How to Reduce Payment Letters to Creditors


Struggling to keep up with payments on debt is a common problem in today's economic environment. Fortunately, creditors will reduce payments in certain circumstances. It is best for a debtor to put the request in writing, explain the situation that warrants a reduction in payment, outline a proposed payment plan and provide any other information that is useful to the creditor in making a decision. Creditors will sometimes take reduced payments if they are confident you will default on the debt anyway.

Send a letter to the creditor. Although you can call and negotiate payment reductions, it is best to have a written record of your request.

Identify yourself and the debt that you currently have. Also include any account numbers or other information that will help the company identify the debt. List the principal amount of the debt, the interest rate and your regular payment.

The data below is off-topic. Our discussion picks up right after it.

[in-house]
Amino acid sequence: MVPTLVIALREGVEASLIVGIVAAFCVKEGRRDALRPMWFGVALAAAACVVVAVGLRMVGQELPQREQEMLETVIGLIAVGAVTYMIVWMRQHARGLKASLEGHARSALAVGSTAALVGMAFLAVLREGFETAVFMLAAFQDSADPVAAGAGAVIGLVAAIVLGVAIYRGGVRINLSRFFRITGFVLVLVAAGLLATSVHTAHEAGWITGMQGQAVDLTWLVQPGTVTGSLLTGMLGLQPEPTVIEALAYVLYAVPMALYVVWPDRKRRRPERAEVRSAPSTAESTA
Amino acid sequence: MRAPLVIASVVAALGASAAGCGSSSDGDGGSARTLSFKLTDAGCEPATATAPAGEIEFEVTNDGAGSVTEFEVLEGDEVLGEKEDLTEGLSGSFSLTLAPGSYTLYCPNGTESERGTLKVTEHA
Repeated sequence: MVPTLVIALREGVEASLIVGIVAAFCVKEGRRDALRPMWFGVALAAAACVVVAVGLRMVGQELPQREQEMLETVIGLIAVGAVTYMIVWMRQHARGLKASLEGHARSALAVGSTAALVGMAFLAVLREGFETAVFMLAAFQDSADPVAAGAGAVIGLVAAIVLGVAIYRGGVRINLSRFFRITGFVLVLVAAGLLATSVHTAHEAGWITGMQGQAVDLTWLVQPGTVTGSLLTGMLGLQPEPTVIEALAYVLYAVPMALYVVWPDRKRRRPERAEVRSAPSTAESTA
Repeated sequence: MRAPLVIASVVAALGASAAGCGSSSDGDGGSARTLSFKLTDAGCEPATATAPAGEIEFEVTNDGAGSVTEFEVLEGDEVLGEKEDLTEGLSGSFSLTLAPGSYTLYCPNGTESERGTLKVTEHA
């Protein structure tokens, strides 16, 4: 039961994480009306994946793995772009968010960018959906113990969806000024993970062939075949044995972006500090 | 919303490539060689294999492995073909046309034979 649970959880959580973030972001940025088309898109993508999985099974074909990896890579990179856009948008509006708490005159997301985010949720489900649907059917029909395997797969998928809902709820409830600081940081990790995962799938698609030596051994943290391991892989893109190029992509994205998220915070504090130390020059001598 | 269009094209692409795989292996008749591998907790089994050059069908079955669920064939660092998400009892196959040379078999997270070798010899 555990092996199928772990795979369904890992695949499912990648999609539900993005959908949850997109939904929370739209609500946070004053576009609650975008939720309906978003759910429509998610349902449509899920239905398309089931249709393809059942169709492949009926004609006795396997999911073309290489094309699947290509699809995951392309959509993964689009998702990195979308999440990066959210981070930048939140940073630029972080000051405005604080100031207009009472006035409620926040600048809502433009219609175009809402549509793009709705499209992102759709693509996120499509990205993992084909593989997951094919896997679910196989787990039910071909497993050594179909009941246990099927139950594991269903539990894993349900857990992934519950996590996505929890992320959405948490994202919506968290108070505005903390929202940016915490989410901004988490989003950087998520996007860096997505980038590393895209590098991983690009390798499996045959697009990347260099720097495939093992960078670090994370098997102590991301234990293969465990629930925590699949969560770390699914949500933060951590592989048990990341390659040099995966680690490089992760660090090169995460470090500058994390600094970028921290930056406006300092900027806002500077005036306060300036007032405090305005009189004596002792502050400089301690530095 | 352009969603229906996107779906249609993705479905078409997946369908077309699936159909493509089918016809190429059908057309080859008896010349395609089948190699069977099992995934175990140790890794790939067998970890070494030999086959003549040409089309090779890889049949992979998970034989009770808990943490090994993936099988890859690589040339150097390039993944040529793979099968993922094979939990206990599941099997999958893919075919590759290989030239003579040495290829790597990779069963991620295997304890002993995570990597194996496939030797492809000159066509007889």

Explain the circumstances that make you unable to keep up with your current payment. For example, if you have lost your job or had a drastic change in your financial situation it should be explained in detail. It is important to explain some factor that has changed since you entered into the contract to repay the debt.

Tell the creditor what you are able to pay. The creditor may not lower your payment to what you say you can pay, but it helps to explain what you can afford. For example, you could say that although you can't afford to pay $500 per month, you are able to pay $350 per month.

Thank the creditor in advance for its consideration of your request and provide the best way for them to contact you.

Tips & Warnings

  • Be courteous and respectful in your letter and explain that you would be extremely appreciative if your payment is reduced.
  • Do not threaten to default on the debt if your request is not granted. It is acceptable to explain that you are unable to make the current payments, but do not explain it in a hostile manner.

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